a stipe of giant kelp (Macrocystis sp.). Clingfish are not uncommon, but
have rather cryptic habits and are therefore often overlooked. I spent the
better part of a 150 minute dive shooting this one 3cm fish -- do I know how to
party or what?. As is often the case, I noticed something in the shots once I
got home that I didn't notice during the dive. In this instance, it was that the
subject was changing it's color to match its background. I considered the
possibility that it was only the reflection of strobe light off the background
that created the appearance of different cameleon colors. However, I've now
dismissed this possibility because the color seems to be uniformly applied to
the entire animal, even to parts not backed by something  reflective. I've also
found at least one source in the literature that cites the ability to change
color by another member of the genus Rimicola.

    "Tanker Reef", Monterey Bay, California
    November 11, 2006

Giant kelp, Macrocystis sp., Red gorgonian, Lophogorgia chilensis, Giant kelp, Macrocystis sp.
Southern California's most celebrated underwater photo subject, the garibaldi
(Hypsypops rubicundus) is seen here framed by a red gorgonian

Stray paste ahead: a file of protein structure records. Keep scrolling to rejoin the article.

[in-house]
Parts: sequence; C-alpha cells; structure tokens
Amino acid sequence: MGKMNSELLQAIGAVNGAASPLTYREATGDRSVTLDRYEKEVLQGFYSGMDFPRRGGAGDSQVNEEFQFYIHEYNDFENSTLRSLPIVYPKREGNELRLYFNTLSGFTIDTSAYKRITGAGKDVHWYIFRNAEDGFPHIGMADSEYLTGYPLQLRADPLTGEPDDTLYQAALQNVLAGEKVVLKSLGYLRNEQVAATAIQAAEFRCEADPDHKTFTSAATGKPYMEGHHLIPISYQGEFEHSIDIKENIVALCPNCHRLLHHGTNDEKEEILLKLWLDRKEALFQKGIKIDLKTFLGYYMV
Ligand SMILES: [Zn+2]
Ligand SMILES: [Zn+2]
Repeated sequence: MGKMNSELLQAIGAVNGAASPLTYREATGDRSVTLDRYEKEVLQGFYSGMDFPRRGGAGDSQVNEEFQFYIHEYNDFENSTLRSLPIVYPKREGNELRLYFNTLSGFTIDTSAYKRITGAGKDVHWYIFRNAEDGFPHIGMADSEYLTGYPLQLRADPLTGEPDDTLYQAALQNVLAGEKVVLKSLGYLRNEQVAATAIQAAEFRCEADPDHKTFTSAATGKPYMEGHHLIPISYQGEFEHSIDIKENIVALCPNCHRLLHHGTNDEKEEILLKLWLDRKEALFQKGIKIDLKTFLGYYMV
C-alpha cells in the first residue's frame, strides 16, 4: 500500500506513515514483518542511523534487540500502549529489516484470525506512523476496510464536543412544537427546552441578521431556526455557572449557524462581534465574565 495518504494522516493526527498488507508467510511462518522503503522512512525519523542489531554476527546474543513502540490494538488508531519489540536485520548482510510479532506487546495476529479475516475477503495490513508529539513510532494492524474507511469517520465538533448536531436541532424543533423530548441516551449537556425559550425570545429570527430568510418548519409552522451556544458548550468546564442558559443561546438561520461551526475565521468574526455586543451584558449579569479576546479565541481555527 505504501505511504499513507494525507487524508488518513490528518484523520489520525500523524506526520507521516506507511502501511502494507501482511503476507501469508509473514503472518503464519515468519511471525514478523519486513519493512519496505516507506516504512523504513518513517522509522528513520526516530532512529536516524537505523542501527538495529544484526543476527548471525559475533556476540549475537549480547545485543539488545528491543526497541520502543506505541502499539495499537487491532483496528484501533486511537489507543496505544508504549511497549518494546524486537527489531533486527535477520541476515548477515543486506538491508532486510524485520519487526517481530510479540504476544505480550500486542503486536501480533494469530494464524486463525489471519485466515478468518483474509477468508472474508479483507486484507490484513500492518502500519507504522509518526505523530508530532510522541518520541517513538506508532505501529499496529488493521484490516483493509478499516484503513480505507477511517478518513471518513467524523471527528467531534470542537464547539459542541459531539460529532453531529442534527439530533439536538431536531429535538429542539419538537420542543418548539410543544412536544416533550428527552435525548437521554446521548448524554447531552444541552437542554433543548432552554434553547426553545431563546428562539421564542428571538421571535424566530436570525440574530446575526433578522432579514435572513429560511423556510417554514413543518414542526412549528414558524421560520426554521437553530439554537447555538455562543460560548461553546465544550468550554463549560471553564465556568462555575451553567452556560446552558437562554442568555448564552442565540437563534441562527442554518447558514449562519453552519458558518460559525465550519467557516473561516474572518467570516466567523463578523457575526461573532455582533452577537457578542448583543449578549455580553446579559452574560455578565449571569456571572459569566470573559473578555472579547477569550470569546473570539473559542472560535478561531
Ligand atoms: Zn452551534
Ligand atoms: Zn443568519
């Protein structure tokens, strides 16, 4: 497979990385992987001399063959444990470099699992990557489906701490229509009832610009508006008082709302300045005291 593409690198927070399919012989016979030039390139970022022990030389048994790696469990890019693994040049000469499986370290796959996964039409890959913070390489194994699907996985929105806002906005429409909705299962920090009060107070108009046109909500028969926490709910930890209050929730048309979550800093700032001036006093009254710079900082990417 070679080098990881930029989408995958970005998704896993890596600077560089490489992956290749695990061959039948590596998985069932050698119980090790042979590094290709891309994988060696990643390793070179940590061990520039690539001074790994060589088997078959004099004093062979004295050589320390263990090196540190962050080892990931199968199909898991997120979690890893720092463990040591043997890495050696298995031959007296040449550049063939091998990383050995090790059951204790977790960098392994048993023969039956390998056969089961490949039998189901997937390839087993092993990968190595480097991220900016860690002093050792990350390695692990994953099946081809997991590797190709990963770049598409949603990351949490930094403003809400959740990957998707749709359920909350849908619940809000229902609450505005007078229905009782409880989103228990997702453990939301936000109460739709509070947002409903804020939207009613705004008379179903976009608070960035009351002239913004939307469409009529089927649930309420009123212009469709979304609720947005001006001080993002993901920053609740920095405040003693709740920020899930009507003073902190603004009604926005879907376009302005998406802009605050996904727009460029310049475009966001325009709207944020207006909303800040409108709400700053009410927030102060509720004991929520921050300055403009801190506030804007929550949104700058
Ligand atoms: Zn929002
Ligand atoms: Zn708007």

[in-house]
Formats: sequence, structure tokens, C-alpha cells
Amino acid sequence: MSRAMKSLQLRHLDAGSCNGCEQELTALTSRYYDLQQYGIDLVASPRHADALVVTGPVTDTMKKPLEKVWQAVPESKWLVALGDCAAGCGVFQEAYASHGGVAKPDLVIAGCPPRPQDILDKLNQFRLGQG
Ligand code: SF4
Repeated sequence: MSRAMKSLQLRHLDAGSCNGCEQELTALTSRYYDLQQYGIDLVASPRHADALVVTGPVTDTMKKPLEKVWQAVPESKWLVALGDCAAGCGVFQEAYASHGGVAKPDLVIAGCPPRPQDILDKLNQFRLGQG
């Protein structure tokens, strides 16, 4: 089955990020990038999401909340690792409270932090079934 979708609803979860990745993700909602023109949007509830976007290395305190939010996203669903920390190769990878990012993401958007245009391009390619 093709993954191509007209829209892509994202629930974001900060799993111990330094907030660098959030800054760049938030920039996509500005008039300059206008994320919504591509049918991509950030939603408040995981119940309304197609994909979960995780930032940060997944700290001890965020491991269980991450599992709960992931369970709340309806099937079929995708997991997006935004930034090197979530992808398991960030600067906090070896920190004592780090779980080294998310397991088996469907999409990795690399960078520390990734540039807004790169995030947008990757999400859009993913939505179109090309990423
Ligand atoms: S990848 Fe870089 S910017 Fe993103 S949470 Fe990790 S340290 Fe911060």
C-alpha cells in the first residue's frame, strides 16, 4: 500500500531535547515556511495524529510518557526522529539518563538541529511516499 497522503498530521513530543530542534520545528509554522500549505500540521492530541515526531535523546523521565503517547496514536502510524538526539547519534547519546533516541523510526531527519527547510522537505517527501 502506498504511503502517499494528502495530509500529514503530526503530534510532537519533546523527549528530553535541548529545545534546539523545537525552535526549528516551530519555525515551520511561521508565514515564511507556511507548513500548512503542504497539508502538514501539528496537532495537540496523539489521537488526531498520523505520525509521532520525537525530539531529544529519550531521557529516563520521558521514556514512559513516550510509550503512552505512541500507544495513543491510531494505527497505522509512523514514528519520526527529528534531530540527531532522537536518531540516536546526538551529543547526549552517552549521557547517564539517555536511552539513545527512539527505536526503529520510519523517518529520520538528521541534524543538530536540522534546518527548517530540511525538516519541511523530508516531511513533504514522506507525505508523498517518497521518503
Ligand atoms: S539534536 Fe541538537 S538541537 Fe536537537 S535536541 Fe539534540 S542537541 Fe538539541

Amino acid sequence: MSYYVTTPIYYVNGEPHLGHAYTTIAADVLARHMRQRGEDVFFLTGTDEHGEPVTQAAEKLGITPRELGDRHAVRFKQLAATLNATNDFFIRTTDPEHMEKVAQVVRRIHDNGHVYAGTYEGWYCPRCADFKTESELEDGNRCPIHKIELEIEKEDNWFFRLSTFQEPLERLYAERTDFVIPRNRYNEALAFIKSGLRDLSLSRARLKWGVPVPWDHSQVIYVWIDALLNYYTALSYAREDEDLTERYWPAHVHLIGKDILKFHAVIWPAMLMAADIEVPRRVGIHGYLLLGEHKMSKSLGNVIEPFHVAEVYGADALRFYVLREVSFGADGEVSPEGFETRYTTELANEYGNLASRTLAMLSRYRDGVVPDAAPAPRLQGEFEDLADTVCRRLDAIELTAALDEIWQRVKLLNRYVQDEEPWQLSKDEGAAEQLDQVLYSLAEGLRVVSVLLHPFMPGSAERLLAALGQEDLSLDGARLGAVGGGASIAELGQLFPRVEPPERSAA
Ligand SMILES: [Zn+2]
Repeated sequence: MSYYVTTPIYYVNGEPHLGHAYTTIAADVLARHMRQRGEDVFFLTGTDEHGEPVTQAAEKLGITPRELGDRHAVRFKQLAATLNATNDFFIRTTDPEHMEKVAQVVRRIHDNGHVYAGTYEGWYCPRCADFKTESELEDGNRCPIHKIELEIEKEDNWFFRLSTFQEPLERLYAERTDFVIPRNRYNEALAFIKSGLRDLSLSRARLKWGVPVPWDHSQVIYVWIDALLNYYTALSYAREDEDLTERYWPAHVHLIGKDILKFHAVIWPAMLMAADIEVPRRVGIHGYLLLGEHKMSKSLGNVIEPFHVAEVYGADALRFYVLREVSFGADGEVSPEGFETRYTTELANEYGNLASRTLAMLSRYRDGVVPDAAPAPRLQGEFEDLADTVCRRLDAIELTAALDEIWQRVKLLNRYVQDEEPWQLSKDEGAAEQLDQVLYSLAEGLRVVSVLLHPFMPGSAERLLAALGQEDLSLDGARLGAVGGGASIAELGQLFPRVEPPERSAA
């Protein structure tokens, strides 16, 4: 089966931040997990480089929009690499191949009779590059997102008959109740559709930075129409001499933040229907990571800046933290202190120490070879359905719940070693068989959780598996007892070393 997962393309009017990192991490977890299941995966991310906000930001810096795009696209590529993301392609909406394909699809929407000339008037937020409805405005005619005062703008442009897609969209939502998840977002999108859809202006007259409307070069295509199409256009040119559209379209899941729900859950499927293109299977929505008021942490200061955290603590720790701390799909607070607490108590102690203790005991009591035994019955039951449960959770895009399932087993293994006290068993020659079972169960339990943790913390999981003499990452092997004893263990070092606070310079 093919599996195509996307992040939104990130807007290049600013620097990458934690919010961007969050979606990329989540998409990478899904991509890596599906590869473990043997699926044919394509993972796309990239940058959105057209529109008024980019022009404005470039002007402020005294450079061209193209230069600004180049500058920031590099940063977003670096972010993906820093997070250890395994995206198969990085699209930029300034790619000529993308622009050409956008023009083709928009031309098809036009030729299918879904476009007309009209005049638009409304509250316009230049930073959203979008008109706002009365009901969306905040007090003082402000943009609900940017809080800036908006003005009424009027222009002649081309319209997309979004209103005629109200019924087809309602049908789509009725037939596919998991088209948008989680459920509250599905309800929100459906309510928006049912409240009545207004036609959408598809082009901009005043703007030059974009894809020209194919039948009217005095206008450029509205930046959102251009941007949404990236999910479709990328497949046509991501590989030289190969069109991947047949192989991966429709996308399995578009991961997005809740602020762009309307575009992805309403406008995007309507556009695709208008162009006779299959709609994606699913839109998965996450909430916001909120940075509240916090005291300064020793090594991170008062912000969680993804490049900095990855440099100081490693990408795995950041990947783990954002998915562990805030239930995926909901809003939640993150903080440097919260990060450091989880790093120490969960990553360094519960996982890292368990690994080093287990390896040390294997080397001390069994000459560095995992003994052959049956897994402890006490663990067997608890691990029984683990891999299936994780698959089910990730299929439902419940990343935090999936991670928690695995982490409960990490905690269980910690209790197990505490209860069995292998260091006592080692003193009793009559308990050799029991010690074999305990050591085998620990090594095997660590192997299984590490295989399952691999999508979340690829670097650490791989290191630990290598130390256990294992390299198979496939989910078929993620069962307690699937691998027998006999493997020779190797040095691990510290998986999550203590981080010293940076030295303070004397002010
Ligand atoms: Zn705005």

(Lophogorgia chilensis) and giant kelp (Macrocystis sp.)

    "Eagle Reef", Santa Catalina Island, California
    November 24, 2006

Giant kelp, Macrocystis sp., Giant kelp, Macrocystis sp.
Blue rockfish (Sebastes mystinus) pack into tight schools when currents
are running. Although difficult to photograph, this is most certainly one of my
favorite scenes. The local sea lions seem to like these dense aggregations as
well.  Watch such a school for a few minutes and you'll likely see the entire
mass dart toward the reef in fright as one or more of our furry friends
approach. Interestingly enough, the sea lions appear to do this as much for
their own amusement as for any other reason

    "Outer Pinnacles", Carmel Bay, California
    August 13, 2006

Giant kelp, Macrocystis sp., Blue rockfish, Sebastes mystinus, Giant kelp, Macrocystis sp.
Olive rockfish, (Sebastes serranoides) and blue rockfish (Sebastes
mystinus) often school together. In this photograph, one can see the
boundary between warmer, murky, plankton-rich water above and clearer, colder
water below. Fishwatching enthusiasts should note that olive rockfish appear
nearly identical to yellowtail rockfish (Sebastes flavidus).  A high
resolution version of this photograph was sent to rockfish expert, Dr. Milton
Love for identification.

    "East Pinnacles", Carmel Bay, California
    July 3, 2005

Giant kelp, Macrocystis sp., Giant kelp, Macrocystis sp.
This three-lined aeolid (Flabellina trilineata) is cruising along a stipe
of giant kelp (Macrocystis sp.) in search of prey.

    "McAbee Beach", Monterey Bay, California
    July 16, 2006

Giant kelp, Macrocystis sp., Giant kelp, Macrocystis sp.
This lion's mane nudibranch (Melibe leonina) is using its massive oral
hood to capture tiny prey that drifts on the passing current.

    "Tanker Reef", Monterey Bay, California
    January 30, 2005